So what’s going on here is this: Yatta will first perform a static analysis of the let expression in order to determine dependencies between the steps. It knows that keys_file and values_file are used in the File::read_lines function and also knows that keys and values do not depend on each other, and so they may be ran concurrently. Also know this, Yatta doesn’t parallelize keys_file and values_file, nor does it parallelize closing files – even though it seemingly should – there are no dependencies between these lines either. The trick is that File::read_lines is a function that returns a runtime level Promise (hidden from the user), and that means that reading two files in parallel is actually fine, since you’d have to block on it otherwise, so why not block on both being read at once.

Another important concept here is that the order of aliases defined in the let expression does matter. Yatta doesn’t just randomly re-arrange them based on dependencies alone. If it did, it could for example close those files before they are ever read. That would be incorrect. Yatta just uses static analysis of this expression to determine which aliases can be “batched” and actually batches the execution if they provide underlying Promises. Then the whole expression is transformed into something like this:

Execute batch 1 (sequentially, since File::open does not return a Promise):
        keys_file = File::open "tests/Keys.txt" {:read}
        values_file = File::open "tests/Values.txt" {:read}

Execute batch 2 (in parallel, since File::read_lines does return a Promise):
        keys = File::read_lines keys_file
        values = File::read_lines values_file

Result from batch 2 is a Promise aggregating both keys and values, which when complete, executes batch 3:
        () = File::close keys_file
        () = File::close values_file

Finally, the whole let expression is now a Promise, so run the final expression whenever it is ready:
        Seq::zip keys values |> Dict::from_seq

Yatta automatically chains runtime Promises as needed and, more than that, it “unwraps” them whenever they are complete, so the runtime doesn’t actually get bloated with propagating Promises all over the place. As soon as a Promise is computed, it becomes just a regular value again.

Note that catching exception here for an expression returning a Promise doesn’t differ from catching exceptions for regular values. This is because Yatta completely and transparently hides the difference between the two from the user, in all cases.

Runtime

Yatta contains some of the state-of-art data structures built by Fedor. This include sequence, set, dictionary and STM. I think this section deserves its own post, as Fedor has put tremendous effort into optimizing these data structures and they offer not only excellent performance, but also some interesting features, for example that a sequence of UTF-8 characters or bytes will automatically keep them encoded in chunks under the hood, thus greatly decreasing memory usage and garbage collector pressure while still providing rich and flexible functional API!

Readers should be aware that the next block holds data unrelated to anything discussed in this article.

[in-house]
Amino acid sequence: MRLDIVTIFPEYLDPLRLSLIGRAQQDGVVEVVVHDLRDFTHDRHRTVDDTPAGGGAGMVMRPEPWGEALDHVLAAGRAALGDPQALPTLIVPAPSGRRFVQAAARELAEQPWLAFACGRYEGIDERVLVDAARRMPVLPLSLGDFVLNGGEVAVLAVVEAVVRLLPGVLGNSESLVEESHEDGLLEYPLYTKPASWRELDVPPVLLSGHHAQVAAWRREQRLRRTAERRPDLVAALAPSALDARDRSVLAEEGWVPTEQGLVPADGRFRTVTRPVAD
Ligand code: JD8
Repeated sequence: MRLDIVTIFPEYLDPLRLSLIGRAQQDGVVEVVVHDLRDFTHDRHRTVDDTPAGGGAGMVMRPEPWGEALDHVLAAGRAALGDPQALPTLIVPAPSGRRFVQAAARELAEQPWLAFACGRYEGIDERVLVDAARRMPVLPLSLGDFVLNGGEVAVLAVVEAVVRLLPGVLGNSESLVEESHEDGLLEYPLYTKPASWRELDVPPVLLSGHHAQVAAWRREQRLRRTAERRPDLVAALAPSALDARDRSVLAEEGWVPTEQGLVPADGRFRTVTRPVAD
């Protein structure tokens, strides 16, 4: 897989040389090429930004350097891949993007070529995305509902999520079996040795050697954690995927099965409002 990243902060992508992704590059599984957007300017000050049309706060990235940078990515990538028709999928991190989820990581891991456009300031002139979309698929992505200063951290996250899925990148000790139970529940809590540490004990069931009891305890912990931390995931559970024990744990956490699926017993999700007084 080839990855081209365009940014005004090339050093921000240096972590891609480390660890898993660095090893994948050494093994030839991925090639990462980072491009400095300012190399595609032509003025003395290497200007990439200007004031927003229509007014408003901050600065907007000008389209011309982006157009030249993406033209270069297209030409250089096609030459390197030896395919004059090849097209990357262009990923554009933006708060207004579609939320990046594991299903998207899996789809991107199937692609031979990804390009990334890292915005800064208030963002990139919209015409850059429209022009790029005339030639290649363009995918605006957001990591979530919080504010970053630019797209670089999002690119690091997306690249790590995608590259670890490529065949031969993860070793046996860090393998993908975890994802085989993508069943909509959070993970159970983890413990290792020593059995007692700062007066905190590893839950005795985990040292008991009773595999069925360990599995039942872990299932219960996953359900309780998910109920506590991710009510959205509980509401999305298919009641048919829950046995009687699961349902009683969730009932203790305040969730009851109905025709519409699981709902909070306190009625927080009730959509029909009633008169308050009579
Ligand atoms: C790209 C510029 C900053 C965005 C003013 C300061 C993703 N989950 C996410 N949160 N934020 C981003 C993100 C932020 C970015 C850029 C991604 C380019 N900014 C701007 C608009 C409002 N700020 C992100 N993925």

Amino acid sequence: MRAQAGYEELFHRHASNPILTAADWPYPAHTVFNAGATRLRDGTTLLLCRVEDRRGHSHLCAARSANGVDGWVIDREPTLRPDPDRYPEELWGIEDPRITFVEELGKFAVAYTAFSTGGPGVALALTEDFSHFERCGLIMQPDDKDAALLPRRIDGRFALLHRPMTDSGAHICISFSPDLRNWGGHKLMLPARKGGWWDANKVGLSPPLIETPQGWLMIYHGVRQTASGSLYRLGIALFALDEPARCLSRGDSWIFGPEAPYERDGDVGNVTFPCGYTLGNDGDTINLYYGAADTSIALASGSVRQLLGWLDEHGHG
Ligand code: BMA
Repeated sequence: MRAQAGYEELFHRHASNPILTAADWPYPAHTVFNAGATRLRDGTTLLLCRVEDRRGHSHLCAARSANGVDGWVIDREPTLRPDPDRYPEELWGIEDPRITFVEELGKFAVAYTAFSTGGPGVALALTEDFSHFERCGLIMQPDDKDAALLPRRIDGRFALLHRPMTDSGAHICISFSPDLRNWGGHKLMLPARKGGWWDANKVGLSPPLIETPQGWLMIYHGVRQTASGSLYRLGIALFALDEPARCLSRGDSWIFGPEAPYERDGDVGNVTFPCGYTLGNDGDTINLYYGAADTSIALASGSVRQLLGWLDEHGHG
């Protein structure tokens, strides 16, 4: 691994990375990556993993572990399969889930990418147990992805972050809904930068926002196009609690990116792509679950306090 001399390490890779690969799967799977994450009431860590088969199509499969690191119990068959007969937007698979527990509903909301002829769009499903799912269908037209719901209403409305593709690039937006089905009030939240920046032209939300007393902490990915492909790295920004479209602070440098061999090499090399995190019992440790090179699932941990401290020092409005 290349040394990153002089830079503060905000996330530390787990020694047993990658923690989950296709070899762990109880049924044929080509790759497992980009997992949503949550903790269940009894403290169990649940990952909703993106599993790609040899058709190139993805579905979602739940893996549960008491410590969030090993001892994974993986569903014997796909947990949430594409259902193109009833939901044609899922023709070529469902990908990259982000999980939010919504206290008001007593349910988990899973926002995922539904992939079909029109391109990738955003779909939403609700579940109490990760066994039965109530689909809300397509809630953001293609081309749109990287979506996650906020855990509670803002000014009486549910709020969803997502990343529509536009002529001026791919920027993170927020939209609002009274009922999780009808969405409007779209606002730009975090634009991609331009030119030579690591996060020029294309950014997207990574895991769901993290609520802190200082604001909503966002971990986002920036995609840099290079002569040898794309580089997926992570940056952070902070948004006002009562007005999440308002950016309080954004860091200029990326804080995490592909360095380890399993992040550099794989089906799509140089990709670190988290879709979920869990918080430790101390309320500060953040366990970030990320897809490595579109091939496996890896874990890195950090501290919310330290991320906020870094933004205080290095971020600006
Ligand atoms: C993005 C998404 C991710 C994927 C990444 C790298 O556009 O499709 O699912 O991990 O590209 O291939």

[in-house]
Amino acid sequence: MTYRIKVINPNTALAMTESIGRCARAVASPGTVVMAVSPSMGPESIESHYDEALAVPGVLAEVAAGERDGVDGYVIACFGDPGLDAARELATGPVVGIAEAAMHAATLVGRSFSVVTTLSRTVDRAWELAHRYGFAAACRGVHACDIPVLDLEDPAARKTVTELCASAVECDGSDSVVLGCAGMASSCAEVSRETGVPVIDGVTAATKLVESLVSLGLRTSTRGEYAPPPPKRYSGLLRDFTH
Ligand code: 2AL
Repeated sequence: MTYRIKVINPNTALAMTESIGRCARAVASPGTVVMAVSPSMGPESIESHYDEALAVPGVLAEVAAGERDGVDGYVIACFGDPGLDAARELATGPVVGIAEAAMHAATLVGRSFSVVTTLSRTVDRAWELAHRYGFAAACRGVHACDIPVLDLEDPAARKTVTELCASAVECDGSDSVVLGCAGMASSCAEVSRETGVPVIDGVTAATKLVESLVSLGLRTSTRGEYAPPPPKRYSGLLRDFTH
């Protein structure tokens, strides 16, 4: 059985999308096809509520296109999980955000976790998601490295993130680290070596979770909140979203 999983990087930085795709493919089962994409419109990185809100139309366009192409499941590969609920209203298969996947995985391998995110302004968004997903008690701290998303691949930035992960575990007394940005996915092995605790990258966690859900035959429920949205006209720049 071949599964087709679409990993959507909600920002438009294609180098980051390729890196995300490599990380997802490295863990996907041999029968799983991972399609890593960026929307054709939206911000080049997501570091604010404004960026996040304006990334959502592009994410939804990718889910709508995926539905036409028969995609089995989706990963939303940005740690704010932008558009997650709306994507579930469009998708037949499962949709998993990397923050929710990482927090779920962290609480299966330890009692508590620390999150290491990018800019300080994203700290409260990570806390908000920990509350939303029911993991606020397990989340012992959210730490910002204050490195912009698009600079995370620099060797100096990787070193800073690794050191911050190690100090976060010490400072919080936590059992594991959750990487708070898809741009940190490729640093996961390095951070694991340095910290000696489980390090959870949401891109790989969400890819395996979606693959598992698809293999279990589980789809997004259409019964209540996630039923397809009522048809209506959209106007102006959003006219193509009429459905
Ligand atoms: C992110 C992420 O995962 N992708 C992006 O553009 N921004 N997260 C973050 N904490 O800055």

What’s next and why should you give Yatta a try

Yatta, in my opinion, really pushes the expectations from dynamic languages. It provides a level of abstraction that makes programming just about expressions. It removes the need from programming of “how” and puts the focus back on “what”. As common as this sounds, for all declarative languages, I believe Yatta goes further in that way than most.

This blog post is by no means comprehensive. There are many more features not even mentioned here, so please do make sure to read the docs.

If you’re curious, read the Yatta homepage, set up a local GraalVM and install Yatta to play with. The installation is dead simple – just one command after you’ve set up GraalVM.

I suggest, clone the project repo, and start by playing with programs in language/tests. Just run:

yatta language/tests/DistributedPiCalculation.yatta

This alpha release is the first public release, with most of the syntax and semantics in place. The standard library is still pretty small and the focus of the next work will be to expand it significantly. The GitHub project hosts the issue tracker and there is a Google group for general discussions about the language, as well as a Gitter room for a quick chat with me, Fedor or any interested users.

What to expect from the next release:

Feel free to suggest what the next blog post should be about. I will keep writing them about new features or improvements, as well as maintain the release notes updated.

Show support by starring a GitHub project, subscribing and sharing this blog, or by contributing your feedback, ideas, your favorite editor/IDE integration, libraries, or whatever else you think might help!


EDIT: I added a Docker image for even easier way to play with Yatta and all it takes now is just one command:

docker run -it akovari/yatta:latest

Alternatively, with a source code directory with Yatta sources in it:

docker run -v path/to/sources:/sources -it akovari/yatta:latest file.yatta